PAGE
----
Ali and Ava need to take baby steps toward each other, which Barnard portrays beautifully through music. Ali and Ava couldn’t have more different music tastes: he obsesses over dance and rock, while she loves country and folk. We spend a lot of time with each character listening to music in their headphones when they have a moment alone with their thoughts. When Ali and Ava start sharing their favourite songs with each other, they’re letting each other into that private headspace. In one of the film’s best scenes, they dance with abandon on Ava’s sofa, except they’re each wearing different headphones and listening to different songs — first, their own favourite music, then each other’s. They find a way to bridge the gap between one another’s tastes while still enjoying time together. Later, Ava smiles while listening to a song Ali recommended on her commute to work; Ali, separately, listens to one of Ava’s songs in his basement. Through music, they try to understand each other.
The obstacles to Ali and Ava’s romance are mostly internal, although the film falters slightly when dealing with the external barriers they come up against. Besides finding the courage to fall in love again, Ali must tell his family that his marriage has ended. Ava has to stand up to her controlling son, Callum (Shaun Thomas), who is aggressive toward Ali out of fear that he’s trying to replace his dad. As great as Ali & Ava is at portraying the emotional journey its lovers make toward each other, the film wraps up their external conflicts with the people in their lives a little too easily. We don’t get to see them do that last bit of emotional work to be together, and it makes the ending feel a little too neat.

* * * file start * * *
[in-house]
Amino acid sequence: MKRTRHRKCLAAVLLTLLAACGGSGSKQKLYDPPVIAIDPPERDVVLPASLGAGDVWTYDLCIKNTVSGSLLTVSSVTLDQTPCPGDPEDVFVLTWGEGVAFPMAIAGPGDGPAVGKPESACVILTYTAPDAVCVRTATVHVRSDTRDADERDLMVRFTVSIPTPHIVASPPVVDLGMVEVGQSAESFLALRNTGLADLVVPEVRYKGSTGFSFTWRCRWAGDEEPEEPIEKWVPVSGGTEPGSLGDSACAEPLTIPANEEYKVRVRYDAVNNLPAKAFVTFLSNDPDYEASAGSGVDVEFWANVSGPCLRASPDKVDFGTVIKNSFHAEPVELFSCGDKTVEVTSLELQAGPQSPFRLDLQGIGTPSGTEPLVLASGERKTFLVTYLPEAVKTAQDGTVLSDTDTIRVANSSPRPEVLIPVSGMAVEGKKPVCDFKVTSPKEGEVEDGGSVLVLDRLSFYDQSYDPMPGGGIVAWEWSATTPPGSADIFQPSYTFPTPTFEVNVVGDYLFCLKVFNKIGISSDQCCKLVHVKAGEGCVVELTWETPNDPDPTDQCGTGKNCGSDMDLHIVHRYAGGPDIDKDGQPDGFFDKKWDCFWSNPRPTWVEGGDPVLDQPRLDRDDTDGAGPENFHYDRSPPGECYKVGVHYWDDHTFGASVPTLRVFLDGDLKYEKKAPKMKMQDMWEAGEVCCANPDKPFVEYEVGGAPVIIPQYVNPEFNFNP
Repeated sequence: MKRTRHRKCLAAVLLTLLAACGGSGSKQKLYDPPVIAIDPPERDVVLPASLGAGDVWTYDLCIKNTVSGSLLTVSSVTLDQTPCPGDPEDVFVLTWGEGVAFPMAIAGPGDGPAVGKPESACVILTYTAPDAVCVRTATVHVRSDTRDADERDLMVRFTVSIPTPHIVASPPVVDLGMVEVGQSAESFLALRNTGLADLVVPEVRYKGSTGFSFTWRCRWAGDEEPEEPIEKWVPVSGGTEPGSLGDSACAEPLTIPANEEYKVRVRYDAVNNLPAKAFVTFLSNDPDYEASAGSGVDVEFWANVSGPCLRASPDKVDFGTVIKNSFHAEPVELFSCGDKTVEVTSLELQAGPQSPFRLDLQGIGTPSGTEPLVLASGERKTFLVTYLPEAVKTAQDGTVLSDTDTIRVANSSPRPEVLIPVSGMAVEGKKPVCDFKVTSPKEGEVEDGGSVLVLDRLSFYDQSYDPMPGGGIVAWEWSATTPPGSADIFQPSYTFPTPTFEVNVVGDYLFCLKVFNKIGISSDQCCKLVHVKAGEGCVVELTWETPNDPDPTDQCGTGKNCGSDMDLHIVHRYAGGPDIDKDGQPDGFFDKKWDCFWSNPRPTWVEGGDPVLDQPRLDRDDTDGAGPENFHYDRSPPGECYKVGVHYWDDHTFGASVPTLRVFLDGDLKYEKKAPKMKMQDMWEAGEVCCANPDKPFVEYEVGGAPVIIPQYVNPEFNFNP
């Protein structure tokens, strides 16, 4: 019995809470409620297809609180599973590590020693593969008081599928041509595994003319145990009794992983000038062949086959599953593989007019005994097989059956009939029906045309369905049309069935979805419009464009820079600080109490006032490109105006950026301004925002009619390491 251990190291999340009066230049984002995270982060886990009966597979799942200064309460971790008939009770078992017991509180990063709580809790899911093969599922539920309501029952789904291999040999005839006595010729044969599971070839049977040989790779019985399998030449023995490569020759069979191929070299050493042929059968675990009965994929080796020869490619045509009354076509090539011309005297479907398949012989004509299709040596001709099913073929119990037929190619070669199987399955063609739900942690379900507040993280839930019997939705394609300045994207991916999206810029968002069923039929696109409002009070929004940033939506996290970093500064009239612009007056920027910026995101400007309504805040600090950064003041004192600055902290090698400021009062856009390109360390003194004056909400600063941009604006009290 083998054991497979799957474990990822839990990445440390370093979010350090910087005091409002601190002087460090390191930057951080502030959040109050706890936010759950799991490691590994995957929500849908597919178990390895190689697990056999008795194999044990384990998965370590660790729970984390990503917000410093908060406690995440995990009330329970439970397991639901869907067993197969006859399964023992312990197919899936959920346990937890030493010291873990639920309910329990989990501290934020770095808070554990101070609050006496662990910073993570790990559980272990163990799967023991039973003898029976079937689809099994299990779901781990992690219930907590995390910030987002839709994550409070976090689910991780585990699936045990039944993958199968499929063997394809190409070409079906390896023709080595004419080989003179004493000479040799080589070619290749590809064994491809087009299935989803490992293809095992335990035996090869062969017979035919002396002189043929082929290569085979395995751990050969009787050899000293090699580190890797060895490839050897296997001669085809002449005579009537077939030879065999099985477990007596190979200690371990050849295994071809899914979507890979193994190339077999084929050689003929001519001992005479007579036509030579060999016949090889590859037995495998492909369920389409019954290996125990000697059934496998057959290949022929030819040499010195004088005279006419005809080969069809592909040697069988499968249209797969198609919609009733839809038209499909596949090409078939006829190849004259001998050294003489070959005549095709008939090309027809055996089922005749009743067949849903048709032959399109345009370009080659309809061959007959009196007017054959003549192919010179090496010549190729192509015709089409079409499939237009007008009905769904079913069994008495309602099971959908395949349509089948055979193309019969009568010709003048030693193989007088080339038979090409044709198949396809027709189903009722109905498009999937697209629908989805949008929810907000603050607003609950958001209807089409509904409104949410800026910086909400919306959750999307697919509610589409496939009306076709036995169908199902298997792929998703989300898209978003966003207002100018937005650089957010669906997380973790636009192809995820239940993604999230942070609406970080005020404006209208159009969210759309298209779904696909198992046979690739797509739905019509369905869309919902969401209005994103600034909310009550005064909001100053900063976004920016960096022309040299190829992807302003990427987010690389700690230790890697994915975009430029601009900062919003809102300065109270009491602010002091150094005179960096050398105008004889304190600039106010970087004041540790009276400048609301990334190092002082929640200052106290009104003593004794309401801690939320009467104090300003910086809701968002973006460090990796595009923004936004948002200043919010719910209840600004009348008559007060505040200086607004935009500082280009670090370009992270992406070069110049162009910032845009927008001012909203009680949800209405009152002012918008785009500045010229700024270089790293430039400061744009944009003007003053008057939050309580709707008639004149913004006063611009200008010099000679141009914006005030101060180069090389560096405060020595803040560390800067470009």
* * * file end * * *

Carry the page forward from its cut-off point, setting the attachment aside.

Still, how rare is it to see a grown-up romance about two people with full lives and interests, who are damaged but emotionally mature and kind? And how often do we get to see a love story shaped by such a specific place and community, that likely wouldn’t have been the same if it were set anywhere else? Ali & Ava is a sweet, low-key film filled with so many lived-in details of Bradford life, and focused on all the small moments of affection that lead to blossoming love. With two wonderful performances from Akhtar and Rushbrook, who have amazing chemistry, Ali & Ava is one of the most affecting and real screen romances of recent years.